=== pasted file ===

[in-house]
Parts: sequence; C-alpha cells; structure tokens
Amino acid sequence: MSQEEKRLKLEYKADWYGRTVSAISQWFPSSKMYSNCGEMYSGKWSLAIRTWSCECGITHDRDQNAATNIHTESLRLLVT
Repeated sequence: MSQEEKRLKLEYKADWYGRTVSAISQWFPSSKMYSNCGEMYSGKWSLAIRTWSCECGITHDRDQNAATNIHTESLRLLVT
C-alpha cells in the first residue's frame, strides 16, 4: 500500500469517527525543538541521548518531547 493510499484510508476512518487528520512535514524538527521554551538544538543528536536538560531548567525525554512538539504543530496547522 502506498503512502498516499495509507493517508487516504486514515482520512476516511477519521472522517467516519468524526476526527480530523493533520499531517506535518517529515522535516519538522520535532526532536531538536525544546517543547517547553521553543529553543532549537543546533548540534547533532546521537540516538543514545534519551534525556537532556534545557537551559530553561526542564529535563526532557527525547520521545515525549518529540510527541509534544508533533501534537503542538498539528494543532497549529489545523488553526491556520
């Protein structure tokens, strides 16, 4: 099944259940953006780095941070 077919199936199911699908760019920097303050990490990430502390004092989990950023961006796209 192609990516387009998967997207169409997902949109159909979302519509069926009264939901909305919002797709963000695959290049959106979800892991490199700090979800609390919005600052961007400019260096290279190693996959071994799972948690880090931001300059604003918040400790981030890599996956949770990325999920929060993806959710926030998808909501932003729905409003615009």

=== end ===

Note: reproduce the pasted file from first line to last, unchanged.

[in-house]
Parts: sequence; C-alpha cells; structure tokens
Amino acid sequence: MSQEEKRLKLEYKADWYGRTVSAISQWFPSSKMYSNCGEMYSGKWSLAIRTWSCECGITHDRDQNAATNIHTESLRLLVT
Repeated sequence: MSQEEKRLKLEYKADWYGRTVSAISQWFPSSKMYSNCGEMYSGKWSLAIRTWSCECGITHDRDQNAATNIHTESLRLLVT
C-alpha cells in the first residue's frame, strides 16, 4: 500500500469517527525543538541521548518531547 493510499484510508476512518487528520512535514524538527521554551538544538543528536536538560531548567525525554512538539504543530496547522 502506498503512502498516499495509507493517508487516504486514515482520512476516511477519521472522517467516519468524526476526527480530523493533520499531517506535518517529515522535516519538522520535532526532536531538536525544546517543547517547553521553543529553543532549537543546533548540534547533532546521537540516538543514545534519551534525556537532556534545557537551559530553561526542564529535563526532557527525547520521545515525549518529540510527541509534544508533533501534537503542538498539528494543532497549529489545523488553526491556520
């Protein structure tokens, strides 16, 4: 099944259940953006780095941070 077919199936199911699908760019920097303050990490990430502390004092989990950023961006796209 192609990516387009998967997207169409997902949109159909979302519509069926009264939901909305919002797709963000695959290049959106979800892991490199700090979800609390919005600052961007400019260096290279190693996959071994799972948690880090931001300059604003918040400790981030890599996956949770990325999920929060993806959710926030998808909501932003729905409003615009």